Source Culture and Target Culture in English Language Teaching: A Study of Intercultural Pragmatics and Students’ Learning Outcomes

Maria Rehman & Hazrat Umar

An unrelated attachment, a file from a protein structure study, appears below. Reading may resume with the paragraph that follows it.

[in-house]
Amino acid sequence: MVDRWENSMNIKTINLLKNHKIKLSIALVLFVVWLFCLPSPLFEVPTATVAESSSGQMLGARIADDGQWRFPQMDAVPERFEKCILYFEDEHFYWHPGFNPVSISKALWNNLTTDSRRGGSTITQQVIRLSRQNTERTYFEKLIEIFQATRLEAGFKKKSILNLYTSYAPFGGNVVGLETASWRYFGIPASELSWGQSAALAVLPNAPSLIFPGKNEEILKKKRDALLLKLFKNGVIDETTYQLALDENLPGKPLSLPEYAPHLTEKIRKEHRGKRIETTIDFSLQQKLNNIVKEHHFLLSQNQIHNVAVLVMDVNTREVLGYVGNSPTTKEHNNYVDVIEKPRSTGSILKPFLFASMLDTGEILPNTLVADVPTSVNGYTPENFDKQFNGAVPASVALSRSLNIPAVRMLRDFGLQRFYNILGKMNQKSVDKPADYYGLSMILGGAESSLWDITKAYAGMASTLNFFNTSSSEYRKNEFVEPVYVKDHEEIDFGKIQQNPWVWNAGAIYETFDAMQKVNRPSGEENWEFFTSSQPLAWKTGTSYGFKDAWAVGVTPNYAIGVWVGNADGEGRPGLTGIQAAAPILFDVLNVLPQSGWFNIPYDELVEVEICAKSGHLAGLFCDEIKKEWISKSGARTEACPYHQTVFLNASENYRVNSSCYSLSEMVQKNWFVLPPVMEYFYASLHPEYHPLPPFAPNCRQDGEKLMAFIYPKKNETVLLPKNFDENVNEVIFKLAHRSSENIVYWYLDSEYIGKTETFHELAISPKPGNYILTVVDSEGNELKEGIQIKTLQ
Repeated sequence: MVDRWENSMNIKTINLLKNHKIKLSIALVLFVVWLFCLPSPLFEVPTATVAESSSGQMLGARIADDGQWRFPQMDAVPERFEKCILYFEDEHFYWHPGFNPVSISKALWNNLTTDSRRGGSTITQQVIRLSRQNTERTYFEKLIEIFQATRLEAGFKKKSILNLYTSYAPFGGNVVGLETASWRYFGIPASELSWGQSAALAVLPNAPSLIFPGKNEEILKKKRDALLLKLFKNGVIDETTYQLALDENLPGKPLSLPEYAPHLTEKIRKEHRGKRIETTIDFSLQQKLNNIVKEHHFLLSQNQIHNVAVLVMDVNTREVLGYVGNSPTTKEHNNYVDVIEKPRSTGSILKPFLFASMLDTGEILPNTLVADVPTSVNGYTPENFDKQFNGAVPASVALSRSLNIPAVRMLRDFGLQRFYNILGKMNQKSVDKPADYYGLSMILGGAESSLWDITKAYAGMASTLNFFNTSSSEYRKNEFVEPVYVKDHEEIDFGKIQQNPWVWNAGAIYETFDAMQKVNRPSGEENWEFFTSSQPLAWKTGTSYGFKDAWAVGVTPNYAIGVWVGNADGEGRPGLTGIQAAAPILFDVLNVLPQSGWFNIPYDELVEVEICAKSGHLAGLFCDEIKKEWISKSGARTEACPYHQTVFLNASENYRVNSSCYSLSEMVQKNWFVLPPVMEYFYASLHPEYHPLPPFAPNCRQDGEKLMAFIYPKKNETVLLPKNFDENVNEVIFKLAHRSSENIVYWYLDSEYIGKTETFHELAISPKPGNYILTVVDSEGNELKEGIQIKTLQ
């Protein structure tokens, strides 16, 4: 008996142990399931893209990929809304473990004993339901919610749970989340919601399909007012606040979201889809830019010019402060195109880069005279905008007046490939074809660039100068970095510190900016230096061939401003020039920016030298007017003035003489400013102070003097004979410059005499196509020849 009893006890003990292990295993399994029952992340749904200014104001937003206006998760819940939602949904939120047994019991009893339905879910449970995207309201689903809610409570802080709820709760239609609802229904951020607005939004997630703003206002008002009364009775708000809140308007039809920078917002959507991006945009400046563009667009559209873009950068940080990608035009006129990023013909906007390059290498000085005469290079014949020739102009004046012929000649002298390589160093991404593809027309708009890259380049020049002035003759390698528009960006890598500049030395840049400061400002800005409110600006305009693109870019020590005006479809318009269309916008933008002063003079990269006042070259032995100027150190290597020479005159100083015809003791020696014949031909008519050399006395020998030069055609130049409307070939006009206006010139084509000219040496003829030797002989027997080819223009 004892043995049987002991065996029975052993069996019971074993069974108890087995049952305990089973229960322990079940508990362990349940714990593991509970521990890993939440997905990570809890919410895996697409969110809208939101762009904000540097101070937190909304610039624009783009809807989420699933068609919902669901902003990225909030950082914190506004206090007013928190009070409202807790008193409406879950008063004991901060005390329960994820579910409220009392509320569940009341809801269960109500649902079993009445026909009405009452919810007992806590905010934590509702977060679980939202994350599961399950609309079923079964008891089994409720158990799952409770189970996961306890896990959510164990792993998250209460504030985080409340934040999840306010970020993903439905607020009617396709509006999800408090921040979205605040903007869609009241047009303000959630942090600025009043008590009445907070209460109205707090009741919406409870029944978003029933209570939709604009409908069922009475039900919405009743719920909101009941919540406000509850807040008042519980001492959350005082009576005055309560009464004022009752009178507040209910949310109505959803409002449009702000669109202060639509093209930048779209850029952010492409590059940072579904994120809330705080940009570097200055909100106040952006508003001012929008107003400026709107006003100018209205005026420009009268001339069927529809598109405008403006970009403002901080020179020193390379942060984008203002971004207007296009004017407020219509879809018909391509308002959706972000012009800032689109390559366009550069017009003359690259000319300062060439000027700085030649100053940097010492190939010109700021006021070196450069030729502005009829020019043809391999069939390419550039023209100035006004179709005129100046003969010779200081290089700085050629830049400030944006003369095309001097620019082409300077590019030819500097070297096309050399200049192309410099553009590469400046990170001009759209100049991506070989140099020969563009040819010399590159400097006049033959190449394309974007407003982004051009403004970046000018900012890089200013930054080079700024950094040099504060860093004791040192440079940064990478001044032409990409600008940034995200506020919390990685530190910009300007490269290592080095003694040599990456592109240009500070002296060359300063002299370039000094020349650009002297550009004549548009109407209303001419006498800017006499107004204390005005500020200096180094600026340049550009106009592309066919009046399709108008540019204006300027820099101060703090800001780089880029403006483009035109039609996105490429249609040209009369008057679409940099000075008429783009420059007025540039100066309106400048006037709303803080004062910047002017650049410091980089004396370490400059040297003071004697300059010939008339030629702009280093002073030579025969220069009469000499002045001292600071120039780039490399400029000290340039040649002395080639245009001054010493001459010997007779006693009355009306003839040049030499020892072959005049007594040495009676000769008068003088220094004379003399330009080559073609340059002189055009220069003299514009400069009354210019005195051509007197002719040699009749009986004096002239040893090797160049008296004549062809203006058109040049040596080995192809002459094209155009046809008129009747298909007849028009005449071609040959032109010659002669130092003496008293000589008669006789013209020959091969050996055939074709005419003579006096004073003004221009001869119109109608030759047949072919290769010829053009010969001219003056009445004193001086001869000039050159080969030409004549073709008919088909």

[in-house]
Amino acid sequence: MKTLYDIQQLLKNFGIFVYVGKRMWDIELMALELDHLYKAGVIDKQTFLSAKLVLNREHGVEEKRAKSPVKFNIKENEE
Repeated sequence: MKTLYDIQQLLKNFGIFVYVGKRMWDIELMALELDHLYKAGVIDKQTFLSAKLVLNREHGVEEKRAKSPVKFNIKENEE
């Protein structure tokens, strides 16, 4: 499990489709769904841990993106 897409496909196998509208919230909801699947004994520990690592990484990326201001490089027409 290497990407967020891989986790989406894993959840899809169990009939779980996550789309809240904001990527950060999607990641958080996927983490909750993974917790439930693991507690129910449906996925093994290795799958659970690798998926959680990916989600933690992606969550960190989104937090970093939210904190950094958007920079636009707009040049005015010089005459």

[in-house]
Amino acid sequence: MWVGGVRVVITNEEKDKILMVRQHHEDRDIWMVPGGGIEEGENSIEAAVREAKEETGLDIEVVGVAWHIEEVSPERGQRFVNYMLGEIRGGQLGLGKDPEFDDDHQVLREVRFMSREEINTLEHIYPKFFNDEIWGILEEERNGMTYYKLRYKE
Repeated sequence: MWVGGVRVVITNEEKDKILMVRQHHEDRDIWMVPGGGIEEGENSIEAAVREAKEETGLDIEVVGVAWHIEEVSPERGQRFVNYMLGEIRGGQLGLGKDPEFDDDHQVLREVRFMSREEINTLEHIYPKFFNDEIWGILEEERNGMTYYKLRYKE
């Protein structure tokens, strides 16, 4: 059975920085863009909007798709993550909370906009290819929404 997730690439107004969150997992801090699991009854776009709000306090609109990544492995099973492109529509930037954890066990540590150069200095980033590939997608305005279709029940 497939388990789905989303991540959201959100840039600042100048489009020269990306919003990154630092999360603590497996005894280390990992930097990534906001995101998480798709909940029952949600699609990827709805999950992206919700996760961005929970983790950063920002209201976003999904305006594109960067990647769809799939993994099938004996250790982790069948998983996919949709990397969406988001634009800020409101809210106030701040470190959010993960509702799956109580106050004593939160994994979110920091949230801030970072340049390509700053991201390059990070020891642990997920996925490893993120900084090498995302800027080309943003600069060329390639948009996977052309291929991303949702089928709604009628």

This study explores the role of intercultural pragmatics in the improvement of students’ reading comprehension of English. This is an experimental study conducted with 50 eighth-grade Pashtun students whose approximate ages ranged between twelve and thirteen. The experimental group (n=25) was taught an intercultural curriculum which included topics from the British culture (target culture) and Pashtun culture (source culture) in addition to the structure and form of language. The control group (n=25) received the curriculum in the traditional manner, in which the focus was on the structure and form of language. Pre and post-tests were administered to both groups. Comparison of mean scores revealed greater improvement in English language proficiency of the experimental group. It is recommended that topics from both the source and target cultures written in the target language be included in the English curriculum. Further, training programs for language teachers should include intercultural pragmatics in their syllabi. Additional research may be conducted using the same design with participants from different cultures and age groups.

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